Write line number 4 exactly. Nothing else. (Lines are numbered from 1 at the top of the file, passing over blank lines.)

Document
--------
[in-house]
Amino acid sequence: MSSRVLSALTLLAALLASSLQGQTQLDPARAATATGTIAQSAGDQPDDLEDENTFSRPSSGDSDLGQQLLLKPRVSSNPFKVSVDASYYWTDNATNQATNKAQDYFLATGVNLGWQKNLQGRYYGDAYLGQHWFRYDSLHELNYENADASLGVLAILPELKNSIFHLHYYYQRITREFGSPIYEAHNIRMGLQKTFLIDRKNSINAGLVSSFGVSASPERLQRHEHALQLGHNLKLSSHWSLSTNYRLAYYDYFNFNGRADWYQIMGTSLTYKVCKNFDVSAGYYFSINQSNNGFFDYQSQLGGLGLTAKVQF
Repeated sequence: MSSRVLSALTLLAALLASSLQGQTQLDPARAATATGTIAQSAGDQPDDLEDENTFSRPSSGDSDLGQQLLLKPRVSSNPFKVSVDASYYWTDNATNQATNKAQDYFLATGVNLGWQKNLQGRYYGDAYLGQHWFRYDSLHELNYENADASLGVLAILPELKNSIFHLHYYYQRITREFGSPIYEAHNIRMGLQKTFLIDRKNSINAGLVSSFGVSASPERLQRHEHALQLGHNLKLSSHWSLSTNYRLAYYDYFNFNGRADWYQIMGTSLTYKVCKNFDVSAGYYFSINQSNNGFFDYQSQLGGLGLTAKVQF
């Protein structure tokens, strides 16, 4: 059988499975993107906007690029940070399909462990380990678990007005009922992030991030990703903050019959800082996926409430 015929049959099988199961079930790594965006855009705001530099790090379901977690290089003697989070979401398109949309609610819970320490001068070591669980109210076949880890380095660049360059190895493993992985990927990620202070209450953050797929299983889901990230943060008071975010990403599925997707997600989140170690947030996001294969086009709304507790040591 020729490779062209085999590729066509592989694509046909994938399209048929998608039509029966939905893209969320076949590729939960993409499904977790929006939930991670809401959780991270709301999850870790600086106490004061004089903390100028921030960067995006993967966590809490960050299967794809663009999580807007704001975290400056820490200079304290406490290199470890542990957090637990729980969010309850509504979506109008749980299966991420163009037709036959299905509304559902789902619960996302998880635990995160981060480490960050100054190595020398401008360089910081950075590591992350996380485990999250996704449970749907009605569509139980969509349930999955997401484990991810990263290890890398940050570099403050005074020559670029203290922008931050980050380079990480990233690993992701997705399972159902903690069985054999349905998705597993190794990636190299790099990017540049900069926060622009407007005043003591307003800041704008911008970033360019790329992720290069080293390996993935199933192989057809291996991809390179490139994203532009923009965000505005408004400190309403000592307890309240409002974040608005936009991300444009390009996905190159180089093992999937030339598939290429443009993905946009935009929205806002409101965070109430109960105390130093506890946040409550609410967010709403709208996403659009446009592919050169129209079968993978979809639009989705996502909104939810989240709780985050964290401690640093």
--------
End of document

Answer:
């Protein structure tokens, strides 16, 4: 059988499975993107906007690029940070399909462990380990678990007005009922992030991030990703903050019959800082996926409430 015929049959099988199961079930790594965006855009705001530099790090379901977690290089003697989070979401398109949309609610819970320490001068070591669980109210076949880890380095660049360059190895493993992985990927990620202070209450953050797929299983889901990230943060008071975010990403599925997707997600989140170690947030996001294969086009709304507790040591 020729490779062209085999590729066509592989694509046909994938399209048929998608039509029966939905893209969320076949590729939960993409499904977790929006939930991670809401959780991270709301999850870790600086106490004061004089903390100028921030960067995006993967966590809490960050299967794809663009999580807007704001975290400056820490200079304290406490290199470890542990957090637990729980969010309850509504979506109008749980299966991420163009037709036959299905509304559902789902619960996302998880635990995160981060480490960050100054190595020398401008360089910081950075590591992350996380485990999250996704449970749907009605569509139980969509349930999955997401484990991810990263290890890398940050570099403050005074020559670029203290922008931050980050380079990480990233690993992701997705399972159902903690069985054999349905998705597993190794990636190299790099990017540049900069926060622009407007005043003591307003800041704008911008970033360019790329992720290069080293390996993935199933192989057809291996991809390179490139994203532009923009965000505005408004400190309403000592307890309240409002974040608005936009991300444009390009996905190159180089093992999937030339598939290429443009993905946009935009929205806002409101965070109430109960105390130093506890946040409550609410967010709403709208996403659009446009592919050169129209079968993978979809639009989705996502909104939810989240709780985050964290401690640093």